Re: Proposal: s have a GR about the init system
Russ Allbery <firstname.lastname@example.org> wrote:
>Steve McIntyre <email@example.com> writes:
>> Bastien wrote:
>>> It seems that the tech committee is composed of two well known
>>> developers. Isn't that biased? I mean do you see them voting
>>> upstart, I know that the decision should be based around technical
>>> facts, but that is not in their interest to vote against their
>>> especially since canonical is isolating itself from the rest of the
>>> community, so having Debian support is, I guess, really important,
>> -1, Troll.
>> Please apologise to the TC members immediately for your insinuations
>> of corruption, or go away and don't come back.
>Hang on a second. I really don't think Bastien is accusing people of
>corruption. Rather, he's saying that people have a conflict of
>And he's right; there is a conflict of interest.
>I think it's fair game to say that, and I think it's important to say
>that. Governance processes should be open and forthright about
>Just because someone is conflicted doesn't mean that there's
>problem, or even that they necessarily need to recuse themselves. It
>depends on the nature of the conflict and the nature of the issues
>involved, what role they have in the decision-making process, and so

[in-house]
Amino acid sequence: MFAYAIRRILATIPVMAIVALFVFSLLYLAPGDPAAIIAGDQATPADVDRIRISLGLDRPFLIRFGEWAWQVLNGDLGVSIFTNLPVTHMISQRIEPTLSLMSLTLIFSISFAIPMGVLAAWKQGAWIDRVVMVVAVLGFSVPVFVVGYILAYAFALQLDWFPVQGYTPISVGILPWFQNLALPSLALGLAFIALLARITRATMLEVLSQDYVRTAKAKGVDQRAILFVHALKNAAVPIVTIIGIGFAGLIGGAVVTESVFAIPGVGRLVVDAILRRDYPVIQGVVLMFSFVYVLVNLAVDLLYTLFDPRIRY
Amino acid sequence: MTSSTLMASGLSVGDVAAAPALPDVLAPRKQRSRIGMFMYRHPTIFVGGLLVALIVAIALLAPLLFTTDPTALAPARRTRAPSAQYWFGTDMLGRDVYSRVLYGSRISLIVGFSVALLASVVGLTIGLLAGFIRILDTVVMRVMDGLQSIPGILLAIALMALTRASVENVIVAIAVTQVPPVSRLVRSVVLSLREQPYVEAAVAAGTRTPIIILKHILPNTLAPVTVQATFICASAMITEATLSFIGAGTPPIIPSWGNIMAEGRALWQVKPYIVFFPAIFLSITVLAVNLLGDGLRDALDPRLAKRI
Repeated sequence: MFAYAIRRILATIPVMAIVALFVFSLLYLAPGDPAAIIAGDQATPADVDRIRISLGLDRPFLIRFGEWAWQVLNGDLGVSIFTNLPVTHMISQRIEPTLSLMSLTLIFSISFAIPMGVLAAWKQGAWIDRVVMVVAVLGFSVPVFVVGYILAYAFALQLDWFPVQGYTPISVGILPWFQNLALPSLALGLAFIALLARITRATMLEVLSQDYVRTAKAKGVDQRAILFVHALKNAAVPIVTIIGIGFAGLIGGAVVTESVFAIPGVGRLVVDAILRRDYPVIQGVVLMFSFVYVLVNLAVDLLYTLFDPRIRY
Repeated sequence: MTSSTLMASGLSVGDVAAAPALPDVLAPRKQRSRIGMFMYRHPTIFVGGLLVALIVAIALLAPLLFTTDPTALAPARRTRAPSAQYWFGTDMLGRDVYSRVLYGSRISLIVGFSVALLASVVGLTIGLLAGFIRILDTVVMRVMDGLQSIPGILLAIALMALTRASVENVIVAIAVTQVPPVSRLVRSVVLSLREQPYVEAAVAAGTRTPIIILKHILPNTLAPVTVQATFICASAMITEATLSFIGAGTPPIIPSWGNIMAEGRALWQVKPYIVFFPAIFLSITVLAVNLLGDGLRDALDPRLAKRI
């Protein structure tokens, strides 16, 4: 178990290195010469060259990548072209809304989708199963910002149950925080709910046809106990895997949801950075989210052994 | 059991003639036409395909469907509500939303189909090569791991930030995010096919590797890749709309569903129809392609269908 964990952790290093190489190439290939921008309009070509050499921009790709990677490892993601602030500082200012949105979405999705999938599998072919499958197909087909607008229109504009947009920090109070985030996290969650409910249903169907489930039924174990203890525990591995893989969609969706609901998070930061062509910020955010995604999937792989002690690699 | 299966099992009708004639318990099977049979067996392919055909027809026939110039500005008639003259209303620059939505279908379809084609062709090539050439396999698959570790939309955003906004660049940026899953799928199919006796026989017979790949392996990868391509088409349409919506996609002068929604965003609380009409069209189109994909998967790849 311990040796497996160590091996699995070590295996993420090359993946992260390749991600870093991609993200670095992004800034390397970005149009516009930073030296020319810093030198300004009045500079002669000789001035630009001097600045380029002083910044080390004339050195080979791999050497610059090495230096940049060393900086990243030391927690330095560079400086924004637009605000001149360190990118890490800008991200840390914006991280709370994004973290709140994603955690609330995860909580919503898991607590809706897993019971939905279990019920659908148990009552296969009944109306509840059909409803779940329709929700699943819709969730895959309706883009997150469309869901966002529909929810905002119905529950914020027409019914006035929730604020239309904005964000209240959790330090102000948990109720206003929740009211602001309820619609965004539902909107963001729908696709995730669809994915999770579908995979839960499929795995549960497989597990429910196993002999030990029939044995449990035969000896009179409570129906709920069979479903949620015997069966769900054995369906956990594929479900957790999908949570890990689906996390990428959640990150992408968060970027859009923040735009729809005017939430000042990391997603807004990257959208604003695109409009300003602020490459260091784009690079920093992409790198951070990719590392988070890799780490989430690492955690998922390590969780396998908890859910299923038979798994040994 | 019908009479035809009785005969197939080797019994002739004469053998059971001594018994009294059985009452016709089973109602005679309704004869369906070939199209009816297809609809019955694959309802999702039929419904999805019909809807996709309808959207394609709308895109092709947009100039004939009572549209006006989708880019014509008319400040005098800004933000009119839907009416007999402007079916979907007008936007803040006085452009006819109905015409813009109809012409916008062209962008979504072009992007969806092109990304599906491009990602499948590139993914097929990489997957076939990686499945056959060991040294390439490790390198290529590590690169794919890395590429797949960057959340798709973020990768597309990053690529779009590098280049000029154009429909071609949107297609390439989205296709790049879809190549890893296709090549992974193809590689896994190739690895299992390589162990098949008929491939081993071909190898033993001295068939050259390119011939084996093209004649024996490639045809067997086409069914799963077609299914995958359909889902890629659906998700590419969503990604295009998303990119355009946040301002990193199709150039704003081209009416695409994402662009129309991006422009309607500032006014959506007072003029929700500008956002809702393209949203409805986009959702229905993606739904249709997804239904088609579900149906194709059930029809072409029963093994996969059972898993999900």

>forth. But those conflicts absolutely should be acknowledged, since
>that's the first step in analyzing what action should be taken about
>Free software communities tend to be small and very tightly entwined,
>conflicts of interest are (in my experience) common in free software
>governance and sometimes unavoidable. That makes it all the more
>important to talk about them, be conscious of them, and decide how one
>going to handle them. You'll often see people talk about taking off or
>putting on different hats; that is, in part, a ritual and mental
>that one has potential conflicts of interest and one should be very
>in one's own mind about what role one is playing at any given point.
>example, I also have multiple potential conflicts of interest in my TC
>work: I'm also a Policy editor, which can be relevant when the TC issue
>an escalated Policy dispute, and I work for an employer who uses Debian
>heavily and therefore have an incentive to support things in Debian
>my employer would want to see happen. Those are conflicts that I have
>be aware of and manage.
>There's absolutely nothing wrong with publicly discussing conflicts of
>interest and being aware of them, and reminding people that they do
I think that is all true and correct, but I certainly didn't get that from the original message. It certainly read to me like an attempt to undermine the legitimacy of any future TB decision in favor of upstart. ICBW, of course.